When we're little, most of us can't wait to be adults. Then we grow up and want to feel like a kid again. It's no mystery; who doesn't want to go back to a time when your most pressing issue was getting a turn on the monkey bars?

Turns out, reliving your childhood isn't just good for the soul; it can help you be more productive. Here are four things you did in kindergarten that could make you successful if you add them to your to-do list today:


OK, it will take a lot of guts to suggest a duet at your next client meeting, but sing-alongs are one of the best ways to break the ice and bond people together, according to research from the University of Oxford.

The study, published in the Royal Society's Open Science journal, followed people enrolled in adult education classes, and found that singing groups bonded more quickly than creative writing or craft classes.

"Singing is found in all human societies and can be performed to some extent by the vast majority of people," said lead researcher Eiluned Pearce of Oxford's Department of Experimental Psychology. "It's been suggested that singing is one of the ways in which we build social cohesion when there isn't enough time to establish one-to-one connections between everyone in a group."

Pearce says she expected the singing classes to feel closer, but she found something different: "In the first month, people in the singing classes became much closer to each other over the course of a single class than those in the other classes did," she said. "Singing broke the ice better than the other activities, getting the group together faster by giving a boost to how close classmates felt towards each other right at the start of the course.

"Really close relationships still depend on interactions between individuals or much smaller groups, but this study shows singing can kick start the bonding process."

Perhaps it's time to install karaoke machines in the break room?



A new trend in coloring books doesn't involve the latest comic book or movie character. Instead, more sophisticated and artistic books are being snatched up by adults, and two titles even held the number-one selling spot on Amazon earlier this year. Turns out this art-class activity gives you more than just a pretty picture; it helps you relax, focus and be more creative.

The benefits of coloring have been known for decades. Carl Jung, founder of analytical psychology, encouraged patients to color in order to center their minds. Coloring also activates areas in your brain that control creativity and fine motor skills.

"The action involves both logic, by which we color forms, and creativity, when mixing and matching colors," psychologist Gloria Martnez Ayala told the Huffington Post. "This incorporates the areas of the cerebral cortex involved in vision and fine motor skills."

So break out the crayons and release your inner child. (Then hang your masterpiece on the refrigerator.)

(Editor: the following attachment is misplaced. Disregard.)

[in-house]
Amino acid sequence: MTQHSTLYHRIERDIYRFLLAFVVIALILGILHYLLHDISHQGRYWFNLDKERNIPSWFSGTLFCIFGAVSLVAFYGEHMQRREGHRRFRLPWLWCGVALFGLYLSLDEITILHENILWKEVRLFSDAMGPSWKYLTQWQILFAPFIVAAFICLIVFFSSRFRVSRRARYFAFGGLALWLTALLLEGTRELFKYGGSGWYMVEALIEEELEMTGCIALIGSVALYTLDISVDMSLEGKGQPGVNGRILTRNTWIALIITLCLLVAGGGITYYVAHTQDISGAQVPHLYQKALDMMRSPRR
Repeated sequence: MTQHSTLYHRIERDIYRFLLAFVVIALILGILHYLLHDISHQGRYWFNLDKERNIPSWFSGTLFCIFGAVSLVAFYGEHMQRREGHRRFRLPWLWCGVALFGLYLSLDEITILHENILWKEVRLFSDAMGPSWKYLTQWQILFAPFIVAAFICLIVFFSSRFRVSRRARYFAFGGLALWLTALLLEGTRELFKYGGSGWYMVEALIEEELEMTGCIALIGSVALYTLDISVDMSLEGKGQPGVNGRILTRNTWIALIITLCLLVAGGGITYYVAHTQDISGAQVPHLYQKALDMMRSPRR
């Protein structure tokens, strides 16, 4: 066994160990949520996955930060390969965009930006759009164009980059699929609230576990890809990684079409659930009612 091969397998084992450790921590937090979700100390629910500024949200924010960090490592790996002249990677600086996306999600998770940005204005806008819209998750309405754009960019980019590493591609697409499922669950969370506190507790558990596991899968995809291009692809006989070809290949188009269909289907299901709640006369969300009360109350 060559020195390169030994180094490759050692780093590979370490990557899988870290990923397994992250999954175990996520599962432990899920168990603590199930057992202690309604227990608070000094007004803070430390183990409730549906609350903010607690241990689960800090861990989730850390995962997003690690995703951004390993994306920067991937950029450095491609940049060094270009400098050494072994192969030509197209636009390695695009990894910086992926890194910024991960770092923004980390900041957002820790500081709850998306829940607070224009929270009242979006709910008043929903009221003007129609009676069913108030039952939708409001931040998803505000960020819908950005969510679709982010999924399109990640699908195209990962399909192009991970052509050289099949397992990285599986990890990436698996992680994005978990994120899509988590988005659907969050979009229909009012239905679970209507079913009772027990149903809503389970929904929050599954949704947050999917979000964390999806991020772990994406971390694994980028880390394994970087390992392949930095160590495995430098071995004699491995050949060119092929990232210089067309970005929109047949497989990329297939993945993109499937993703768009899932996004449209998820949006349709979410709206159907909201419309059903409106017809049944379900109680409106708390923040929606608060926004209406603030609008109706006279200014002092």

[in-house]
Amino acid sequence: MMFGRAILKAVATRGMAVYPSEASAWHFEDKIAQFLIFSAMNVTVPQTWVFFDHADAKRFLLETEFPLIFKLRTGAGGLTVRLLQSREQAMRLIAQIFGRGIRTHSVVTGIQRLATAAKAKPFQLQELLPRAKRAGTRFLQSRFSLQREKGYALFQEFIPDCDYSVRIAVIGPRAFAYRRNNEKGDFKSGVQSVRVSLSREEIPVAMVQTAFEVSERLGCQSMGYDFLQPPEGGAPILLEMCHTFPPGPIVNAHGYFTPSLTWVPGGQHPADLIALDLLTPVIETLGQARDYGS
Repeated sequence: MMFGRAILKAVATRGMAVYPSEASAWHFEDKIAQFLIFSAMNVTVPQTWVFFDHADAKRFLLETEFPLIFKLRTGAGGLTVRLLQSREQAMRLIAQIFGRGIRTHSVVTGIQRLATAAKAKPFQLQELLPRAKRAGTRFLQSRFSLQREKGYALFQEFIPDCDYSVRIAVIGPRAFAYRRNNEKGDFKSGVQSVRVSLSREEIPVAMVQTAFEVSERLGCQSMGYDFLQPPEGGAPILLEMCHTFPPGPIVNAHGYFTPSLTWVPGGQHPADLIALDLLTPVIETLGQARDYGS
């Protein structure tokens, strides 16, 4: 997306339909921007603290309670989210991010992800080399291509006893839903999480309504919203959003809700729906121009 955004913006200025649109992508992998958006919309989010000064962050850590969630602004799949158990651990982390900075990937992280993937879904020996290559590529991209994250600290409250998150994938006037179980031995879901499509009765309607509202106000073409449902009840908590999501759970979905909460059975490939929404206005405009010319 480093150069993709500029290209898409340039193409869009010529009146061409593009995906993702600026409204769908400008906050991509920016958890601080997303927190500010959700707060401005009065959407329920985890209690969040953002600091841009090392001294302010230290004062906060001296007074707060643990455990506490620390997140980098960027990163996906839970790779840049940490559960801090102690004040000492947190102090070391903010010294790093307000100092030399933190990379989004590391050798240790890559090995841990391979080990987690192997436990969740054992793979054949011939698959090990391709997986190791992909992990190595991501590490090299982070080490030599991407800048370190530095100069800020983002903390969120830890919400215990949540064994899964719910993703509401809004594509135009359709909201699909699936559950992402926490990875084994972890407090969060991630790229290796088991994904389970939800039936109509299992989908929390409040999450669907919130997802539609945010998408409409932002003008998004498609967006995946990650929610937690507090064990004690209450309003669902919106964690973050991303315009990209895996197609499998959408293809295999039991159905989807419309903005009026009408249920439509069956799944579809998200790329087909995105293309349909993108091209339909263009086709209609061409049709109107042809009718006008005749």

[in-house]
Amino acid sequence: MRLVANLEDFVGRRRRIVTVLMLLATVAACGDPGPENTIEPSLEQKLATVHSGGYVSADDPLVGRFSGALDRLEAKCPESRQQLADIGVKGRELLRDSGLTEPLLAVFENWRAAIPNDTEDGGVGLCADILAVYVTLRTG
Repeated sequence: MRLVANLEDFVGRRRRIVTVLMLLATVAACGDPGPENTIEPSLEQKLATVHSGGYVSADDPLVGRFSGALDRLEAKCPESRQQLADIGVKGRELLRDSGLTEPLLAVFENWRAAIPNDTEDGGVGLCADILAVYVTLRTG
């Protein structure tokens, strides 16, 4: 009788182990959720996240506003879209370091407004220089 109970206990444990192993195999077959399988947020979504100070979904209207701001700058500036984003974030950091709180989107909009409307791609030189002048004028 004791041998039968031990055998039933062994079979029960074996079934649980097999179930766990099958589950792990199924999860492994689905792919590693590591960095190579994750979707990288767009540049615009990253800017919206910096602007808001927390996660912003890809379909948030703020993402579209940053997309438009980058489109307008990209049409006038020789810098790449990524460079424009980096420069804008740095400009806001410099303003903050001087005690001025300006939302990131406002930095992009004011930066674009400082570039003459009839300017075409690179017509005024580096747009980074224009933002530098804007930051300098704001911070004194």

Ask a room full of children what is their favorite subject and some are bound to say "recess." Being outside in the fresh air is a chance to run around and laugh with friends, and who wouldn't look forward to that?

When you're an adult, however, recess probably isn't programmed into your day. Too bad, because being in nature makes you happier and boosts your decision-making process, according to research conducted at the University of Michigan.

Urban environments are mentally draining because they force your attention to a specific stimulation, such as traffic, scientists say. Nature, however, doesn't demand your attention. Instead, it provides a chance to think as much or little as you wish. Researchers found that spending time in nature replenishes exhausted mental resources.

So don't eat lunch at your desk; take a walk at a nearby park. If that's not an option, simply having plants around the office can help, according to a study by the University of Vermont. (Installing monkey bars is optional.)



Remember in kindergarten when you had to put your head down on your desk and take a nap? You should give serious thought to doing that again. Naps restore alertness, enhance performance, and reduce mistakes and accidents, according to the National Sleep Foundation.

A short nap (20-30 minutes) boosts short-term alertness. Longer naps have more benefits; NASA conducted a study on sleepy military pilots and astronauts and found that a 40-minute nap improved performance by 34% and alertness 100%.

Napping also has psychological benefits, like taking a mini-vacation, allowing you to return to work refreshed and rejuvenated. Several companies, such as Google and Huffington Post, are getting in on the benefits of naps by offering nap rooms or pods. So when you pack your briefcase in the morning, don't forget to toss in your blankie.